Father, please put on all of us the shoes of the preparation to share the gospel of peace; gird our loins with your truth; put on us the breastplate of righteousness, and the helmet of salvation. Place on our arm the shield of faith with which to quench every fiery dart of the evil one; and place in our hand the sword of your Spirit which is your word; that having stood all, we might yet stand. Finally, help us to be strong in Jesus and in the power of his might, and cast off from us the chains of apathy that keep us from speaking boldly as we ought to speak. Thank you. (See Ephesians 6:10-20)

      Blessing from the Anglican Christian community in Ceylon, Pakistan, and India
      May the Name of Jesus, the Son of God, who is mightier than all the hosts of Satan, and more glorious than all the angels of heaven, abide with you in your going out and your coming in; by day and by night; at morning and at evening; at all times and in all places.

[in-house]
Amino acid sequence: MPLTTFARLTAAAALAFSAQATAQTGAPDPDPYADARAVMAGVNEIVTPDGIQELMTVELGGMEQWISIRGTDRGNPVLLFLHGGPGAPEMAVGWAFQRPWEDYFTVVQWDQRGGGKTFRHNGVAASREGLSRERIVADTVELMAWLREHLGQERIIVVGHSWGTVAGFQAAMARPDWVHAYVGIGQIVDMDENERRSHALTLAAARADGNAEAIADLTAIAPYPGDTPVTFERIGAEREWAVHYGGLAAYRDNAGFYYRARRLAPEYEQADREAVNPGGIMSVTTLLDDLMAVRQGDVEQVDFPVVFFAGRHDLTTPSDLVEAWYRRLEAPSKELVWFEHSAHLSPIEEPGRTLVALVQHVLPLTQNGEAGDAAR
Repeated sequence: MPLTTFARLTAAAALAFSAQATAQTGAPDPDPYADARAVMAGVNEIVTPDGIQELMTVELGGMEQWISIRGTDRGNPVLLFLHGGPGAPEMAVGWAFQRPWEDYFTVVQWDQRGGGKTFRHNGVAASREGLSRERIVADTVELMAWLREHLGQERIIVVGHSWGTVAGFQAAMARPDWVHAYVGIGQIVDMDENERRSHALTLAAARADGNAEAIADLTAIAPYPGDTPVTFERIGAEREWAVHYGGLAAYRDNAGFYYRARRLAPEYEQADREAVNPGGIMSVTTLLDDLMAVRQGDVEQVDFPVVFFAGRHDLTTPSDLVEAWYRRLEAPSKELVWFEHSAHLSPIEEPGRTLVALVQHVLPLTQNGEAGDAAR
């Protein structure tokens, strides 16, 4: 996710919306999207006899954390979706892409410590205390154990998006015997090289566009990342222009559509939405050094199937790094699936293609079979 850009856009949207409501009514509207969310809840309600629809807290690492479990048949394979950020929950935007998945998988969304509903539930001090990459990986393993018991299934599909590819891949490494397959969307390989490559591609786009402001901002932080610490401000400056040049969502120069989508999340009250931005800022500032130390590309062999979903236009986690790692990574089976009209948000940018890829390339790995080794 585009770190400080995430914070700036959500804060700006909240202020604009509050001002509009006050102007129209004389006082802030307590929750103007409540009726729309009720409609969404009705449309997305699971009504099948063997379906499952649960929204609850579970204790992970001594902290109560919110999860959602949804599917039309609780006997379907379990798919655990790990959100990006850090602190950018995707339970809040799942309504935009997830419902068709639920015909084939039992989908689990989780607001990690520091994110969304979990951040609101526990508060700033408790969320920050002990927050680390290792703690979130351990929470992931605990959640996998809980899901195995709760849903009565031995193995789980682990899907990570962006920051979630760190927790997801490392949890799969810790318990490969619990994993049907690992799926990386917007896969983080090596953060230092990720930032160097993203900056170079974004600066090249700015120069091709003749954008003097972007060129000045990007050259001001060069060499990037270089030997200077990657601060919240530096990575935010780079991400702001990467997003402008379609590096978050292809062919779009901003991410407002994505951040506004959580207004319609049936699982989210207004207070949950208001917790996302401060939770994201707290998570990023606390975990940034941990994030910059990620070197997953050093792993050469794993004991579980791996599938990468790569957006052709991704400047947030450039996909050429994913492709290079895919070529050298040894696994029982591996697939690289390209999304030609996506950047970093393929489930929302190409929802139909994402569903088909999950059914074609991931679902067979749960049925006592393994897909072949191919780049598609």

May the Name of Jesus, the Son of God, protect and deliver you from the wrath of evil persons; from the assaults of evil spirits; from foes invisible; from the snares of the Evil One; and from all low passions that beguile the soul and body.
      May the Name of Jesus protect and deliver you.
      And the blessing of God Almighty, Father, Son, and Holy Spirit be with you this day and always. Amen.

“Listen to me, O house of Jacob, and all the remnant of the house of Israel, who have been upheld by me from birth, who have been carried from the womb: even to your old age, I am he, and even to gray hairs I will carry you! I have made, and I will bear; even I will carry, and will deliver you.” (Isaiah 46:3-4)
      Father, thank you for carrying us in your arms all these years. Help us daily find our rest in you.

Saturday: 30, 32 * 42, 43; Isa. 46:1-13; Eph. 6:10-24;; Mark 5:1-20
Sunday: 63:1-8(9-11), 98 * 103; Isa. 47:1-15; Heb. 10:19-31; John 5:2-18
HC: 113; Nehemiah 8:2-10; 1 Corinthians 12:12-27; Luke 4:14-21

      Notes from the Front Line

***** From: Nigel Mumford
Sent: Friday, January 25, 2013
Subject: Invitation Welcome Home Initiative #20